Now, obviously vids don't work quite the same way as these novels. But I do think that the net effect of vidding is very similar: by reinscribing and reinterpreting and re-seeing the source, by constructing overlapping and alternative narratives, by offering lots of different ideas about what's important in the source, vids and vidders collectively take apart the illusion that the original text is coherent and unified. It's like the Derridean supplement: vids supplement texts that are already complete, but always with the shadow meaning, the possibility, of adding in order to complete. Vids take what appears to be a closed system and… not just force it open, but show that it was already open.

I'm not sure yet where I'm going with this idea, but I think it's neat.
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These elements of non-verbal narration are exactly what vidders alter.

I think my brain just grew three sizes. Wow.

And I'm fascinated by the way your dissertation relates not just to vidding but to fandom in general -- not to mention the fact that you don't care for fanfiction and yet you kind of wrote your diss on it. (:

Mostly I'm just rolling around in all the delicious connections you're making between Thing A and Thing B here. More than ever I see how my education has led me inexorably to both my career and my hobby, and how directly they all relate to each other. ::whirly cartoon eyes::
I think my brain just grew three sizes.

That was kind of my reaction too. I came across that line and wrote "OMG VIDS" in the margin.

...you don't care for fanfiction and yet you kind of wrote your diss on it.

Kind of. Except for the part where not really. :) Seriously, fannish folks like to say that (and often to say it with a "Ha! See? You really DO like fanfiction!" inflection), but despite the surface similarities (which, yes, I grant) my argument would be that from a rhetorical point of view these novels really aren't much like fic at all, because they aren't intended for the same purposes, don't do the same work, and don't produce the same effects, and fic seems to me to be a genre where those conditions of production and reception are even more than usually important.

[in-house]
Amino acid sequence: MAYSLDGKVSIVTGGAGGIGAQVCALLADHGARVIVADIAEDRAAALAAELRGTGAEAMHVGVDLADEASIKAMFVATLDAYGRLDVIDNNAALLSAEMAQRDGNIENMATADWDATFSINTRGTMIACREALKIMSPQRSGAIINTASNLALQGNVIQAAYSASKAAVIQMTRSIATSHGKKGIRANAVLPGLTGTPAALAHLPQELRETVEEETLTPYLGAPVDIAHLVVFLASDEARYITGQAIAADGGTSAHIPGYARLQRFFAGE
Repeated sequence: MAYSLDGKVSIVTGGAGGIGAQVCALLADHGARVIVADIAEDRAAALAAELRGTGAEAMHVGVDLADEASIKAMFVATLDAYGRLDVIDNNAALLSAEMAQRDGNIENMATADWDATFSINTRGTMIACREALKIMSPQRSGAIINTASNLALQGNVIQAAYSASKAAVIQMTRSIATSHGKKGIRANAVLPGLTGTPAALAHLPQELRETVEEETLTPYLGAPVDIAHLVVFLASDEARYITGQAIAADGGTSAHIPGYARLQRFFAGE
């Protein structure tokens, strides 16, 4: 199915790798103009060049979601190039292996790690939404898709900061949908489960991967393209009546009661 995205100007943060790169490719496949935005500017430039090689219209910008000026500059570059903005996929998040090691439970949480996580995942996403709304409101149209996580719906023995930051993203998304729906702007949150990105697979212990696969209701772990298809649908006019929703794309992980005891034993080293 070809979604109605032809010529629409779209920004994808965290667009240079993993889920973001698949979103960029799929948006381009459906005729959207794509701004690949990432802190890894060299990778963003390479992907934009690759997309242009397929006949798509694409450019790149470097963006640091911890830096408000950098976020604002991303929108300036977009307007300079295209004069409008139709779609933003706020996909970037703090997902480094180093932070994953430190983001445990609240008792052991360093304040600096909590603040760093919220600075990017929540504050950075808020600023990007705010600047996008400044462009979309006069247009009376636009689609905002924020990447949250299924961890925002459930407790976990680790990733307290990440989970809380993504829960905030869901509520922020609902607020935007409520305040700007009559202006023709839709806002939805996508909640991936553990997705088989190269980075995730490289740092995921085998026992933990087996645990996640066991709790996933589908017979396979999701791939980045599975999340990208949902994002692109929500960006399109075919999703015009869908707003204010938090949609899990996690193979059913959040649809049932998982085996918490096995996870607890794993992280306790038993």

I have never bothered to actually make that argument with any specificity, mostly because hey, if it makes folks happy to think I wrote my diss on fic, I got no problem with that. :)
I totally get what you're saying about the differences between the novels you focused on and fanfiction. I'm not sure I agree 100%, inasmuch as there is plenty of fanfiction out there that IMO is trying to do exactly the same sorts of things as, say, Wide Sargasso Sea. But I'm not particularly invested in trying to convince you -- I'd rather talk about vids!
I'd rather talk about vids!

Just one of the many reasons I like you. :)
:D
Regardless of whether a vidder changes the story of a show, she is inevitably changing the discourse by changing the narration; she is always re-narrating, re-telling. Sometimes that "re" simply means telling-again; sometimes it means telling-against-the-grain. Either way, from a narratological point of view, a vid is always a new narrative, even when it seems to preserve the original story.

Ooooh. YES.

The meanings of a vid, I would argue, are not located solely in the vid, but in the interaction between the vid and the source: meanings emerge in the space (which may be wide or quite narrow) between the show's narrative and the vid's narrative.